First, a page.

The United States becomes steadily more secular

The United States becomes steadily more secular November 3, 2015

In a follow up report released today, Pew Research Center reveals that the United States is becoming steadily less religious and more secular. Though Pew describes this report as generally revealing “a great deal of stability in the U.S. religious landscape,” there are also clear downward trends in religious affiliation and clear upward trends in secularization. The religious remain as religious as they ever were, which should be unsurprising. In the face of greater secularization it stands to reason that the “faithful” would see it as their role to hold strong and even retrench.

Pew_US less religious_Nov 2015

The clearest trends to my mind are the generational ones. Notice the steady decline in every category as the generations move along. What we don’t know is whether Millennials will become gradually more religious as they age, but this seems unlikely given what we know about the steady advance of science and knowledge, in general.

Pew_younger Americans less religious

This study also sheds new light on what the beliefs of the unaffiliated really are. The clear trend is that the “nones” are more secular than before. Fewer pray or attend religious services. This may reveal a weakening in the cultural expectation of church attendance and a greater degree of comfort in simply forgoing attendance. Also of note: fewer people believe in God or any kind of “universal spirit.”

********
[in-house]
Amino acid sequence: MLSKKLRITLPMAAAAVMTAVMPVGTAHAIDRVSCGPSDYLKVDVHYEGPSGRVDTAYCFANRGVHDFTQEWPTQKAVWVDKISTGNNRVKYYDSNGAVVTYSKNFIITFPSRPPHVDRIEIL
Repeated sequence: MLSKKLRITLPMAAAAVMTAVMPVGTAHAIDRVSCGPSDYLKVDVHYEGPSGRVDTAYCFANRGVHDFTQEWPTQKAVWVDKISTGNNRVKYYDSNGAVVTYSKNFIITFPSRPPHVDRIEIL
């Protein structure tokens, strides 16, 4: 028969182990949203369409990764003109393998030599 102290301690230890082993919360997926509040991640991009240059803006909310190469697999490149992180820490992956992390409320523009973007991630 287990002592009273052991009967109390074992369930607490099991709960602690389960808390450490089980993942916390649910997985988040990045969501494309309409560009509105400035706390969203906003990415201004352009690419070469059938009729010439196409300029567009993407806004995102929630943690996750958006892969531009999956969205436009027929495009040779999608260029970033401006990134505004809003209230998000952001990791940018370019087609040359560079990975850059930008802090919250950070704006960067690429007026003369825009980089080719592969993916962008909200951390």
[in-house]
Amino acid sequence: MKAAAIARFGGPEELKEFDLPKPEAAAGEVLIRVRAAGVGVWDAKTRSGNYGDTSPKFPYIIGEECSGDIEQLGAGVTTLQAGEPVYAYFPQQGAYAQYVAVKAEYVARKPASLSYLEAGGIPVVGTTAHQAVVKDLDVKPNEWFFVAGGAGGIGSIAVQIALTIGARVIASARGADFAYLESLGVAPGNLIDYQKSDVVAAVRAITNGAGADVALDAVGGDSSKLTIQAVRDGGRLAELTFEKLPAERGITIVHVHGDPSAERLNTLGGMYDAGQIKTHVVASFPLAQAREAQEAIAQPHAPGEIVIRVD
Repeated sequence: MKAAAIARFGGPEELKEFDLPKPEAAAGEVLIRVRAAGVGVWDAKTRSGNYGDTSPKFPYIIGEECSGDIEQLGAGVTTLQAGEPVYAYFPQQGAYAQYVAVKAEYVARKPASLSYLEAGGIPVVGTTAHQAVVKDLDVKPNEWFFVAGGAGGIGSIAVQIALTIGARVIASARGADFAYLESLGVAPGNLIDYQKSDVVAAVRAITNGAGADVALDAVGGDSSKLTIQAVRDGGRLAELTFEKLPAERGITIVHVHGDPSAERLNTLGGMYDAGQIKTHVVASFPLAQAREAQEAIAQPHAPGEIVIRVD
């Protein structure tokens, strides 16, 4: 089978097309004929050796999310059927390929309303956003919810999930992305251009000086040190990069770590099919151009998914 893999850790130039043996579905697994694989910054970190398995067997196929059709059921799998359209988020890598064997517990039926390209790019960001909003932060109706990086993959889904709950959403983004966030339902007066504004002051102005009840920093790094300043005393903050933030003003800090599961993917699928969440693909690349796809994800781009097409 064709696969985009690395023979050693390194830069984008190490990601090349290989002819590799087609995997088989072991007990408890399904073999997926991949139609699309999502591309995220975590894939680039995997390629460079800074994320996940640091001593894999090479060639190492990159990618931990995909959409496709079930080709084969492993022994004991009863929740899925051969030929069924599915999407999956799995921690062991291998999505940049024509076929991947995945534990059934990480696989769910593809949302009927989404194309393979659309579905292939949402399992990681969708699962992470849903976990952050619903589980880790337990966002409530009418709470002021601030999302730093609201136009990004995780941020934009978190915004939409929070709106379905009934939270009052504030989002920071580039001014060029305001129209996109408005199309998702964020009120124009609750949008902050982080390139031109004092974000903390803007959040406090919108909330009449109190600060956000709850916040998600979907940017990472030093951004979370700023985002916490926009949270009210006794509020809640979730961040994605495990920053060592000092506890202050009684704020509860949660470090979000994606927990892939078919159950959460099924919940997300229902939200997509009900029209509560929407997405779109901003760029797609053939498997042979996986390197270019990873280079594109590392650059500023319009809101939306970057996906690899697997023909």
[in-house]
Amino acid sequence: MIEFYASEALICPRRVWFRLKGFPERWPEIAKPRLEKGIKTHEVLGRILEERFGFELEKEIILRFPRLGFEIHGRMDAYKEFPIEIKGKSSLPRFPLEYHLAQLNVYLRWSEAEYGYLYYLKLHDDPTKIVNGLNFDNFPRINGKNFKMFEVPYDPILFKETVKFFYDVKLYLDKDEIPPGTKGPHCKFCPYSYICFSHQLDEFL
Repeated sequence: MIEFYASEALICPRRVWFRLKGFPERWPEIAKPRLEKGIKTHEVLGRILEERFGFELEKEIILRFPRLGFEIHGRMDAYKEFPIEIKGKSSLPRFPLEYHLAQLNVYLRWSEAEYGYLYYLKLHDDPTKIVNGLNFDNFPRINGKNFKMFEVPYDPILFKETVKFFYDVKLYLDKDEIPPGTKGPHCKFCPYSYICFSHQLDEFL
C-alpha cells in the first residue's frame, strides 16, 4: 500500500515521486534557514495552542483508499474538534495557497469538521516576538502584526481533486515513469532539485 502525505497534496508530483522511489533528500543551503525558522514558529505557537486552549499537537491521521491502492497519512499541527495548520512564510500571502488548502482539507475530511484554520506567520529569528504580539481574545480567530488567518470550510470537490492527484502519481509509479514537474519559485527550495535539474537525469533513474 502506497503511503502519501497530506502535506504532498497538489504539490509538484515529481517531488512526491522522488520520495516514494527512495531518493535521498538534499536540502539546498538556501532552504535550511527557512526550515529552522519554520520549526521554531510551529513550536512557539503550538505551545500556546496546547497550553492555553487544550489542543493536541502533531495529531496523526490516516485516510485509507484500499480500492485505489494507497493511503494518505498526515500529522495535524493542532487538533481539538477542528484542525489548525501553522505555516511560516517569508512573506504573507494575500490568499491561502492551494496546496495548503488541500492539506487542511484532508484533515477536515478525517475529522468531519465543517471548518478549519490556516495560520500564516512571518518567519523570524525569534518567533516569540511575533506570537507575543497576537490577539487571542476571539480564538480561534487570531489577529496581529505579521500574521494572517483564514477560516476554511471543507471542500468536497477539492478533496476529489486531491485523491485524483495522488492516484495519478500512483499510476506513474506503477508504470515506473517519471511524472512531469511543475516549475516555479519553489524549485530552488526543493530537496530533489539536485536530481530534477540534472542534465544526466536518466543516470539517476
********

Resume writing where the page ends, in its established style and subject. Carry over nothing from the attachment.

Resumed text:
Pew_ Nones more secular

Pew_peaceWonderFinally, more people are experiencing a sense of peace and wonder. The report refers to this experience as “spiritual,” which is fine by me. I don’t inherently find a problem with the word spiritual, though some will object to the root word, spirit, spirituality can simply refer to a person’s sense of peace and harmony, mental health, and feelings of awe and wonder at the magnificence of the natural world.

I find this new report incredibly encouraging and I hope it will generate a much needed conversation between the religious and the irreligious about what really matters: creating opportunities for more people to participate in a better world and a better life rather than endlessly debating the existence of a (not)being which cannot be empirically proven one way or the other, and which is clearly unnecessary for a meaningful, ethical life.

 


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